All stars located on the Zodiacal Band are not visible in the night sky about once a year.

When the Sun is between Earth and the Pleiades from Earth it looks as if the Pleiades disappear into the Sun. Around 15th of April, the Pleiades disappear from the sky. Where do they go? Ancient people reckoned to the underworld… In reality, they fall behind the Sun. Once a year every star that is nearby the path of the ecliptic (the path of the Sun in the sky) seems to disappear behind the Sun. But why do people remember only Matariki / The Pleiades / Halloween (another celebration that links the star cluster and the dead) and not every other star that also disappears in this way? Maybe because there is no star cluster like the Pleiades (which in Greek means simply “many”) that is so prominent, beautiful and close to the path of the Sun and Moon.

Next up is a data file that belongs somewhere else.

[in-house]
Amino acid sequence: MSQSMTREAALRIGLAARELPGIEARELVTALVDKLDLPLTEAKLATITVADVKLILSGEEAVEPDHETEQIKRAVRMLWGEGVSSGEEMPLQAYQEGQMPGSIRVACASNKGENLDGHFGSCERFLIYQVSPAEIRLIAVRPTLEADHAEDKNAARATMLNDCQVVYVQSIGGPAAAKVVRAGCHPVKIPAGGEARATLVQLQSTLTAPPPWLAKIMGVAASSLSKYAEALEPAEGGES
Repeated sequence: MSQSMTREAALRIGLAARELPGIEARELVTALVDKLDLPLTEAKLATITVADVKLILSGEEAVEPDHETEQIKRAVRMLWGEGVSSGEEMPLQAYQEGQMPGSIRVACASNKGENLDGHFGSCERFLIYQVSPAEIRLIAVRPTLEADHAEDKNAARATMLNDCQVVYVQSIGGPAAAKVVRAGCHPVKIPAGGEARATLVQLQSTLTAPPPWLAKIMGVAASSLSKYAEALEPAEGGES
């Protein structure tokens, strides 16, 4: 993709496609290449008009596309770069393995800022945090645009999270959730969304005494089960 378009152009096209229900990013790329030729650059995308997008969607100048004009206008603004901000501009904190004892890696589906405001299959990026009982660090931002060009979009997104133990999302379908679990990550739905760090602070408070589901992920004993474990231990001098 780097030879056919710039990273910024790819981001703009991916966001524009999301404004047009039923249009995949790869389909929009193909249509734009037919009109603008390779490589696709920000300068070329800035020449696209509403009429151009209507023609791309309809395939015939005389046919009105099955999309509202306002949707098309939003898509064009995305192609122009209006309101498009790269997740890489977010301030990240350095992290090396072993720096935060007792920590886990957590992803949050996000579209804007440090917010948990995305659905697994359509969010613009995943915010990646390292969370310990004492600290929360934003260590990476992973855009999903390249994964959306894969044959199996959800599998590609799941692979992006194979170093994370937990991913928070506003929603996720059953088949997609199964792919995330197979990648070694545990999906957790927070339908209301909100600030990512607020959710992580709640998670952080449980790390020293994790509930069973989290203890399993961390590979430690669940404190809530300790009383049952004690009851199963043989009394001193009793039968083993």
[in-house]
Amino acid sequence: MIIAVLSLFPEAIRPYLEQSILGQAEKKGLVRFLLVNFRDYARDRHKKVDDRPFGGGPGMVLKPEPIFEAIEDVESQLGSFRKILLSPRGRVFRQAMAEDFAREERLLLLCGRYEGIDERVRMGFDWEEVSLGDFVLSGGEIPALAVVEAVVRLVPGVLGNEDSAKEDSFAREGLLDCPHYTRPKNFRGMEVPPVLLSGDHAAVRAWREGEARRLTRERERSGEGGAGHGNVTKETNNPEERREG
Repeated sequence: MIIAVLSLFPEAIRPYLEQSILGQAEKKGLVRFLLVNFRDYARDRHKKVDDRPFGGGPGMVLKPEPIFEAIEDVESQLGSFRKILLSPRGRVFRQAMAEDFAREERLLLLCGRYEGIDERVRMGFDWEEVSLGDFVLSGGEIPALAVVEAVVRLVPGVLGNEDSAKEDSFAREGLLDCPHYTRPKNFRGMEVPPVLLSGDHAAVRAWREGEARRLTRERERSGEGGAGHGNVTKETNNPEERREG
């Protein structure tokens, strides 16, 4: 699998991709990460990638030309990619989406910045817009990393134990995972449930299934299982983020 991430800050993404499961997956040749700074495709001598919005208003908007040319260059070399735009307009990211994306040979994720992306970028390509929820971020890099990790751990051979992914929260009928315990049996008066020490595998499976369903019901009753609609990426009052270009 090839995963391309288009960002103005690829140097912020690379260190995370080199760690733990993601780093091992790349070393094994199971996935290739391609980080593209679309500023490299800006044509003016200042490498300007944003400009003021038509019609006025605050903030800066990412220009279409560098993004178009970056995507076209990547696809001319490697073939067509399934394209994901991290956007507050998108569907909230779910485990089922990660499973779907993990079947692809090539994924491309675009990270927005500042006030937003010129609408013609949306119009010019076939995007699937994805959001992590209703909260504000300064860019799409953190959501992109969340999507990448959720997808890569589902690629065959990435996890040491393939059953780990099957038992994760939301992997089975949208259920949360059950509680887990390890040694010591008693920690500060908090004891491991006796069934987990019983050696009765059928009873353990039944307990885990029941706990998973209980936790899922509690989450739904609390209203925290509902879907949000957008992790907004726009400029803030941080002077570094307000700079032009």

Our ancestors thousand of years ago did not know about celestial mechanics so they imagined many stories about why the Pleiades disappear into the sun to be then “reborn”.

Towards mid June, the constellation reappears in the morning sky on the eastern horizon.

Photo @milkywaykiwi, 2009 Matariki Dawn Ceremony

The reason that makes stars such a reliable tool for calendars is that every rotation of Earth around the Sun (read ‘once a year’) we see the same stars at night. Did you notice that summertime and autumn are the seasons when Orion – the Pot is in the evening sky and winter and autumn is when Scorpius the Fishhook is in the evening sky. The stars do move as well, they orbit around the galaxy for instance but it takes thousands of year for them to change their true positions in the sky (we call that proper motion), which is why our sky is similar to the one our ancestors had a few thousand years ago.